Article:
Yet when they won possession they invariably gave it straight back, completing just 153 of 205 attempted passes in the first half (74.6 per cent). City, on the other hand, succeeded with 211 of 258 (or 81.8 per cent) to dominate proceedings.

More often than not for Tottenham, things broke down in the final third where they completed just 38 of 60 first-half passes. City, by contrast, connected with 42 of 63 in their attacking third.

The hosts improved their ball retention after the restart but, by then, the damage was done and City shut up shop to make the points safe.

Day to forget for Davinson Sánchez…

The Colombian centre-half has rightly won plenty of plaudits this season. He has made good on the promise he showed while playing for Ajax in the run to last season’s Europa League final.

Importantly he has ensured Paris Saint-Germain transfer target Toby Alderweireld has not been missed too badly with injury disrupting a large portion of the Belgian’s season.

However, this is a game he will want to forget. Caught out trying to hold too high a line for City’s opener, the Colombian was left in Jesus’ dust as the Brazilian burst through to fire home.

He was then involved in the visitors’ second, getting caught on the turn before Lloris tore off his line to flatten Sterling and concede a penalty. And Sánchez hardly covered himself in glory on the third either, allowing the initial shot to come in from which Sterling followed up.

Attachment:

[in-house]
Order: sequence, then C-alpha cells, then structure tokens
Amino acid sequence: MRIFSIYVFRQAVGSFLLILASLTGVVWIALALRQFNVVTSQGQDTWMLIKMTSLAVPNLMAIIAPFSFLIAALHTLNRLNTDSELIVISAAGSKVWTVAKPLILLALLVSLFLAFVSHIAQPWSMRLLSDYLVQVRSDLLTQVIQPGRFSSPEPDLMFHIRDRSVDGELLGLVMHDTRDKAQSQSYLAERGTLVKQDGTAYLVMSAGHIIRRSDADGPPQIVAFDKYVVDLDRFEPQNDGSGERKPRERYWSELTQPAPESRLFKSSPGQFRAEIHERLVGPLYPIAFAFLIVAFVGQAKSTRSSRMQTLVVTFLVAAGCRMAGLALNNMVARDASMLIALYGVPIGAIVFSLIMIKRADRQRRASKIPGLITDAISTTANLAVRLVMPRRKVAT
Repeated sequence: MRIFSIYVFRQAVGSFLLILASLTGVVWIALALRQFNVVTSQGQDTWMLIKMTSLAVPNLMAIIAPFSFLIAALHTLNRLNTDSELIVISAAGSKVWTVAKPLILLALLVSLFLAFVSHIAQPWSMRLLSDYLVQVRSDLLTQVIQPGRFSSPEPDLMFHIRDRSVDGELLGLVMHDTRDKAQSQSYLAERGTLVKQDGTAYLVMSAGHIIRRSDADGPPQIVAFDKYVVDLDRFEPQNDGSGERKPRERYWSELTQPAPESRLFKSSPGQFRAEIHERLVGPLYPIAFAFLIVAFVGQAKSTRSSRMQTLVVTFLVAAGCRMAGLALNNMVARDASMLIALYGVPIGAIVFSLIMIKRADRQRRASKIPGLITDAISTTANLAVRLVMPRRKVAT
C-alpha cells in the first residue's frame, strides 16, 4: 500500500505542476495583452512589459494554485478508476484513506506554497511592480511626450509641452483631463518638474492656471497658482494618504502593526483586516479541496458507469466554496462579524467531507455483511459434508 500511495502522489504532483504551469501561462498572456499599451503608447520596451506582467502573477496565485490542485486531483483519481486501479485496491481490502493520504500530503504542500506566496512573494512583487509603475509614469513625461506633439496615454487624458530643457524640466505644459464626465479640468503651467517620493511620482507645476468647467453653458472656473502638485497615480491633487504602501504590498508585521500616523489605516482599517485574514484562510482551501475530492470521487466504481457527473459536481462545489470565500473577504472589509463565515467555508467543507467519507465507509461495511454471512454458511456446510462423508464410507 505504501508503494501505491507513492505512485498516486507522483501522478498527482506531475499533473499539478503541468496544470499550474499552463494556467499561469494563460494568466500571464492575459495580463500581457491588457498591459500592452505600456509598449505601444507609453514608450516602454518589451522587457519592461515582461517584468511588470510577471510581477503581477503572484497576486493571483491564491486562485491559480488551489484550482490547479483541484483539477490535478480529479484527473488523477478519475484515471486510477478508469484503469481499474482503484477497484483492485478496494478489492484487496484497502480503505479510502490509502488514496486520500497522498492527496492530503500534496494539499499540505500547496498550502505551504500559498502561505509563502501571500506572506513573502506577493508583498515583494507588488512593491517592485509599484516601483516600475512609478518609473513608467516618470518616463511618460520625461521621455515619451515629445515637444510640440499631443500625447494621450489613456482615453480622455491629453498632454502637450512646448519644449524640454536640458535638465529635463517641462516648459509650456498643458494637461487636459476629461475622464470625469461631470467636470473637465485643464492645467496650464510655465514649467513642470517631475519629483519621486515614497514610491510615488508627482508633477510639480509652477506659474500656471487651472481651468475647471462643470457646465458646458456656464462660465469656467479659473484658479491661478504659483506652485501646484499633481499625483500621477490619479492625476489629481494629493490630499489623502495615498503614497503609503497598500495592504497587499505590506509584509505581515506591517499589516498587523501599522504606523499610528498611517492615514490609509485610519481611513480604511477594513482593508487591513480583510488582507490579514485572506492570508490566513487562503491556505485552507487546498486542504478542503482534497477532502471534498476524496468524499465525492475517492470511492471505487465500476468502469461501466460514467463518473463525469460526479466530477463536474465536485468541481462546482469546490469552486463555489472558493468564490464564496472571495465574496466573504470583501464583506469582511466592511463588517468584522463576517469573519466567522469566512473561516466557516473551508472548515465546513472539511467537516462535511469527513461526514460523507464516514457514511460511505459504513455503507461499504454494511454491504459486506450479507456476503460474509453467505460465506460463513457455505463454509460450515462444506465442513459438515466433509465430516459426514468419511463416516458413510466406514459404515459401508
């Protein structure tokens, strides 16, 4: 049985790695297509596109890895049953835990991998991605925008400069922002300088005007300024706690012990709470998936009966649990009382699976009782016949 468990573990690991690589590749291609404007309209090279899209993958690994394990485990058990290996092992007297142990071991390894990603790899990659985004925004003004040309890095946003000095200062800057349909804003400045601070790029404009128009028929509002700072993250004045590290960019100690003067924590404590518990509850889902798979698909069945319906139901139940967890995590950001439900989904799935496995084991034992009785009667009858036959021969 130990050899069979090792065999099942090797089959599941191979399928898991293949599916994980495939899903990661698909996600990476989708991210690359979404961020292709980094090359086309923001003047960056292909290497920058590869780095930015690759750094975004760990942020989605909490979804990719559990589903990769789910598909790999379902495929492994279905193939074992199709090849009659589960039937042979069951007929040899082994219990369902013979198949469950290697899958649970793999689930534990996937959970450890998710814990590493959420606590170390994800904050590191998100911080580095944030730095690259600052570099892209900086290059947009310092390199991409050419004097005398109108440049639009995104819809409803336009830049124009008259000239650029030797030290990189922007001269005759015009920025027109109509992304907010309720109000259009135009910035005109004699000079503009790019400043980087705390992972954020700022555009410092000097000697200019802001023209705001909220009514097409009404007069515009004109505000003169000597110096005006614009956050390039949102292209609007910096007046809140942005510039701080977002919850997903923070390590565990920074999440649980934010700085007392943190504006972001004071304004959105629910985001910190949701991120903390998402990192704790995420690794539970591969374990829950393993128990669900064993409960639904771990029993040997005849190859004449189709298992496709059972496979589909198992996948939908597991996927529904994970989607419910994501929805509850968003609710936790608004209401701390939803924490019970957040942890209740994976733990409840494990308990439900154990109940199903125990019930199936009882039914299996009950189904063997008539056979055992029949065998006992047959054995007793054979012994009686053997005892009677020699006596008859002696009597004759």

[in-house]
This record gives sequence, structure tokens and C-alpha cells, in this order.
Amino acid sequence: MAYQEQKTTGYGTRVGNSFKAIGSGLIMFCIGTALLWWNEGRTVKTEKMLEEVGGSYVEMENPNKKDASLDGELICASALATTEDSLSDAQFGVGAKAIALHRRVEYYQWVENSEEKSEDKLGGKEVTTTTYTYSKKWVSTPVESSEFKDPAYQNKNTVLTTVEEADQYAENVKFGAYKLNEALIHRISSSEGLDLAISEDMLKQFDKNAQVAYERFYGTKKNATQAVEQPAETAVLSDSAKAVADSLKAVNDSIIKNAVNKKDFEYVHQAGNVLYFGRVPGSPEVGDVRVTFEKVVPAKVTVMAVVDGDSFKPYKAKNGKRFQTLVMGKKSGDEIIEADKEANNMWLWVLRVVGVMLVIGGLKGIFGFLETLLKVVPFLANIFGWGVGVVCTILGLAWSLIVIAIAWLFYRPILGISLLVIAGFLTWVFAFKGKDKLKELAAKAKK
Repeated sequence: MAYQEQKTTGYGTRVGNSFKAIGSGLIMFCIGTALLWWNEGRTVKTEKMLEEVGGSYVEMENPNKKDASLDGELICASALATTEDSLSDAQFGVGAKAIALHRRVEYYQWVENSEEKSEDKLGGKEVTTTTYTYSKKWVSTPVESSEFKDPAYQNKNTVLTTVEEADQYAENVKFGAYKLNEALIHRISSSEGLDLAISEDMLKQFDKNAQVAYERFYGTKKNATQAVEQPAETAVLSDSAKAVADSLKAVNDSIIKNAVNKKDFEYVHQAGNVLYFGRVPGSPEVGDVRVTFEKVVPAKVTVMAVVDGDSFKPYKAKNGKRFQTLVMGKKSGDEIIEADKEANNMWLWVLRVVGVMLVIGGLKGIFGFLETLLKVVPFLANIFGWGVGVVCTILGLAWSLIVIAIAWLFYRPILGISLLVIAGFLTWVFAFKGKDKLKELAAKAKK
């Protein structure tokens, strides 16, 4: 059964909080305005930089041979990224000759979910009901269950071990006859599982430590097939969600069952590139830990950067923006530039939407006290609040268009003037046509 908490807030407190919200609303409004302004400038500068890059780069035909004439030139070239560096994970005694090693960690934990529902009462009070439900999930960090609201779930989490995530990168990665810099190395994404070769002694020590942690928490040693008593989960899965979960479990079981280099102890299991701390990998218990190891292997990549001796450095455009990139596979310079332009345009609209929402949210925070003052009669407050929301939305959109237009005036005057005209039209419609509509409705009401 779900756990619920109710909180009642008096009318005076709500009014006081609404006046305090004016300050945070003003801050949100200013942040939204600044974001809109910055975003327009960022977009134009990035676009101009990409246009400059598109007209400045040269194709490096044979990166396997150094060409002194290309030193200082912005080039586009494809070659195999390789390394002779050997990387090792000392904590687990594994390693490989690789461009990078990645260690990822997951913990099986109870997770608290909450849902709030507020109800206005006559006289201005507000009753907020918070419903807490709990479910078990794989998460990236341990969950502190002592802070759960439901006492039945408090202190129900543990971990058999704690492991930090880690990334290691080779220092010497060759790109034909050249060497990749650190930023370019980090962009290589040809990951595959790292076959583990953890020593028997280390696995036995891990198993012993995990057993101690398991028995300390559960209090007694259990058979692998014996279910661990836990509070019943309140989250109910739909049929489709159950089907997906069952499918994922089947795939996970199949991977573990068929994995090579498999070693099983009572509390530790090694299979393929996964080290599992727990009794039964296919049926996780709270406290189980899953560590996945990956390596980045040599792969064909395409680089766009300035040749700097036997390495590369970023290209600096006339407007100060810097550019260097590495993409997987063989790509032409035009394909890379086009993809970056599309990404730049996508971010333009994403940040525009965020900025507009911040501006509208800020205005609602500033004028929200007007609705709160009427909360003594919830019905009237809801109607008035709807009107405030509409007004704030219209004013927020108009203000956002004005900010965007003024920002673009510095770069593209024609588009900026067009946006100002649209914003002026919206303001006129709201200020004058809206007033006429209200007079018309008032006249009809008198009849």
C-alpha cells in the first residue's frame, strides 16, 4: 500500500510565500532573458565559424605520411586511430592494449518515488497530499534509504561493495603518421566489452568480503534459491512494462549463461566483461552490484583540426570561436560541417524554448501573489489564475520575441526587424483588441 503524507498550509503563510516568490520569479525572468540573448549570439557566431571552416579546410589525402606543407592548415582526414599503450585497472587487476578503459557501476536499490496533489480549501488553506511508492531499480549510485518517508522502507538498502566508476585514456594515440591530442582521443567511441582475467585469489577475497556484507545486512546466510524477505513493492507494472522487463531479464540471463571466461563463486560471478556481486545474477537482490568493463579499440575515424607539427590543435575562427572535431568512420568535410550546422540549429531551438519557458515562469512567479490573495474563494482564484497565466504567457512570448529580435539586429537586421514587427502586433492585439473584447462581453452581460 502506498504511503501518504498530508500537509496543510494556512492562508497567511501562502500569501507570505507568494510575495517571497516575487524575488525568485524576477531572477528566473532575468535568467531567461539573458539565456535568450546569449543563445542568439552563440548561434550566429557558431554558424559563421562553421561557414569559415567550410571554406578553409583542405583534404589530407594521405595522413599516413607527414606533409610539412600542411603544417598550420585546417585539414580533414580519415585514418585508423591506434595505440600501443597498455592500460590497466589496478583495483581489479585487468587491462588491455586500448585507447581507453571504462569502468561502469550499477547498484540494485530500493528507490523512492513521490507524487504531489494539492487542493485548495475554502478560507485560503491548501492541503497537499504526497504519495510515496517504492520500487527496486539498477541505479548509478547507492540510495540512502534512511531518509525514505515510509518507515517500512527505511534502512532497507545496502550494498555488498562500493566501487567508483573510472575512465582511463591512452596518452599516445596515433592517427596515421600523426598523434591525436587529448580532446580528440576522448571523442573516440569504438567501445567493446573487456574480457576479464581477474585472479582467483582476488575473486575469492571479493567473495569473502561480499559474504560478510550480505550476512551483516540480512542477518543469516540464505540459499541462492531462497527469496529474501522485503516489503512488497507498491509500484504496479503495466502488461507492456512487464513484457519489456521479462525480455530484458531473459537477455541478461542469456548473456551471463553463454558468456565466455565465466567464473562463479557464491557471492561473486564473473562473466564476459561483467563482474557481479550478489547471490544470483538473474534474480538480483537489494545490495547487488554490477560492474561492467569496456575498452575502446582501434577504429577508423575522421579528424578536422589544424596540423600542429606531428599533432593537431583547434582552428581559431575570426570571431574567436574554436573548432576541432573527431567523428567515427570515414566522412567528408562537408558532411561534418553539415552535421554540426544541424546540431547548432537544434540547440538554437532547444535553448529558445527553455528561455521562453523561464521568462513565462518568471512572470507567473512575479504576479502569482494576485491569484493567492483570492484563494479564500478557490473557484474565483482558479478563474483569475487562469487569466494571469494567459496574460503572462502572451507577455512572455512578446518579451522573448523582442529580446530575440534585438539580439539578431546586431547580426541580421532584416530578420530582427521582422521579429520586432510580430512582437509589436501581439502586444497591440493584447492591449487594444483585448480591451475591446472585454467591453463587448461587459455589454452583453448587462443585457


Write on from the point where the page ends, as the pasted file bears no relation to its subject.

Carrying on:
…And Hugo Lloris

This won’t be news to Spurs fans, but it might just be to supporters of other Premier League clubs: Lloris is having a bad season.

For so long considered one of the Premier League’s best, Lloris conceded a needless penalty three minutes after Tottenham had fallen behind, all but handing City three points after a nightmare start for the hosts.

The French No.1 was hard done by in as much as Jon Moss should not have awarded a penalty kick for a foul which was committed outside the penalty area. But he did not need to charge off his line and flatten Sterling either.

This was not an isolated mistake, though. Against Stoke City last weekend he was caught out coming off his line again, blasting the ball at Mame Biram Diouf to open the scoring. A week prior he completely missed Victor Moses‘ cross, allowing Álvaro Morata to nod home Chelsea‘s opener.

Last June he handed Sweden a stoppage-time win while playing for France, miscuing a clearance into the path of Ola Toivonen who fired home first time from his own half to clinch maximum points.